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‘Raging blaze jumps Route 3’ (Enterprise headline, May 17, 1991)

Readers ask about my publishing “excerpts.” The stories that make page 1 are long and detailed, so I try to give the best of the stories in this short space without short-changing the reporters who covered the event. This page 1 story is “By the Enterprise staff”:

“A raging forest fire, fueled by 20 mph winds and dry Adirondack timber, streaked through this small hamlet Thursday, gutting one trailer, forcing the evacuation of about 20 residences, and sending fire companies from as far away as Schroon Lake to the scene.

“Eight people were transported to the hospital, mostly suffering from heat exhaustion and smoke inhalation after the fire broke out about 1:30 p.m.

“Firefighters from around the region, prison inmates and students from Paul Smith’s College battled what is being termed the largest forest fire in the area in 20 years.

“The blaze began as a small grass fire behind the home of Franklin Town Supervisor Mary Ellen Keith, at the corner of Tyler and Swinyer roads. Although the cause of the fire is still under investigation, officials are speculating it may have been started by someone burning brush in the area, which got out of control because of the wind.

“Bloomingdale Fire Chief Kevin Woodruff and the rest of his crew were among the first on the scene. They worked closely with DEC officials to coordinate the efforts of the dozens of fire departments called in to assist in fighting the conflagration. Woodruff said a total of 47 fire companies were brought in from surrounding counties, estimating that 800 firemen and dozens of volunteers had participated.

“After the fire spread quickly from the back of Keith’s home to the nearby pines, Bloomingdale called for mutual aid.

“The fire traveled up Tyler Road, where neighboring residents watched in awe as more and more departments were called in. People grabbed pets, small children and personal items, carrying them away from their homes. A group of residents and on-lookers gathered at the intersection to watch the blaze.

“Dr. Reginald Brown, who lives on Swinyer Road, was called to the scene in case people needed medical attention.

“Keith was worried about elderly residents further up Tyler Road, but Dr. Brown dispelled her fears, noting that a rescue truck was already on its way to evacuate the people.

Termed as the largest forest fire in the area in 20 years, it began as a small grass fire behind the home of Franklin Town Supervisor Mary Ellen Keith, at the corner of Tyler and Swinyer roads. It was speculated that the fire began when someone burned brush in the area, which then lost control because of wind. The fire broke out around 1:30 p.m. and traveled up Tyler Road, stopping about a half mile short of Sinkhole Road, and later crowned the tops of trees and jumped Route 3. Firefighters were able to contain the fire by 9 p.m.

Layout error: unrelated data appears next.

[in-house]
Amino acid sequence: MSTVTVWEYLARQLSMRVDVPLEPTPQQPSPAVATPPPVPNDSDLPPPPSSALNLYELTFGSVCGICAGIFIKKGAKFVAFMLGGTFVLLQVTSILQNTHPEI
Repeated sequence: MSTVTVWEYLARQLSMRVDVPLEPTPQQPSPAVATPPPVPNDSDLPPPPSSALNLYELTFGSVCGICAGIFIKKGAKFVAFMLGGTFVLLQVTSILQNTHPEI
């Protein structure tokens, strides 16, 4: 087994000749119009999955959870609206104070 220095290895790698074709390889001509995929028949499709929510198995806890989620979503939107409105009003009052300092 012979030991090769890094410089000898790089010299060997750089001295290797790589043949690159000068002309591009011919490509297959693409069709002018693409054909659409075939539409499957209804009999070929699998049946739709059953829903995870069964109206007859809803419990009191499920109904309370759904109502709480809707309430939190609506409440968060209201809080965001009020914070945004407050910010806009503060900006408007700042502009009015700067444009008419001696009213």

“The Lake Placid Volunteer Fire Department was called in to stand by for Saranac Lake at 1:39 p.m., and was later called to the scene. During the fire, Lake Placid sent five trucks, including two tankers, two pumpers and a utility vehicle. More than 40 firefighters reported in and 21 were on the scene.

“Saranac Lake responded with 44 men, two rescue trucks and two fire trucks. They also supplied firefighting equipment including rakes and shovels.

“Others responding included regional fire departments from Altona to Schroon Lake, including the Plattsburgh Air Force Base, Ticonderoga, Westport, Willsboro and students from Paul Smith’s College. About 60 inmates from Moriah Shock Camp were brought in, as well as crews from the prison in Gabriels.

“The fire spread up Tyler Road and was stopped about a half mile short of the west side of Sinkhole Road. On the east side of Sinkhole Road towards Route 3 the fire spread to Shenes Ledge.

“Hot spots were reported from the air just south of Church Mountain, running along Lyon’s Brook. Dispatchers sent Ranger Gary Hodgson in to try to quell the flare-ups before they got out of hand.

“By mid-afternoon the fire was crowning on the tops of the trees and jumped Route 3. Bulldozers were being utilized to knock down trees and create a barrier on both sides of the highway. Equipment was being accessed through the Keith Road east of Route 3 to stop the blaze.

“Firemen pushed fire breaks deep into the woods on the east side of the highway and were able to contain the fire by 9 p.m. Today inmates from the Moriah camp were on their way to help mop up on the ground.

“Chief Woodruff and his First Assistant Chief Mike O’Neil discussed the coordination of the firefighting efforts. They agreed that it would be a good idea to get tighter with other local fire officials and county emergency coordinators to review and discuss the fire.”

Again, this column is but a footnote to the story that covered two full pages of the Enterprise. There were more than 10 photos by Enterprise Photographer Bella Madden D. Other stories were bylined by Ellen Ballou, Matthew Russell and Managing Editor John Penney, and a graphic of the path of the fire was made by David Ledyard.

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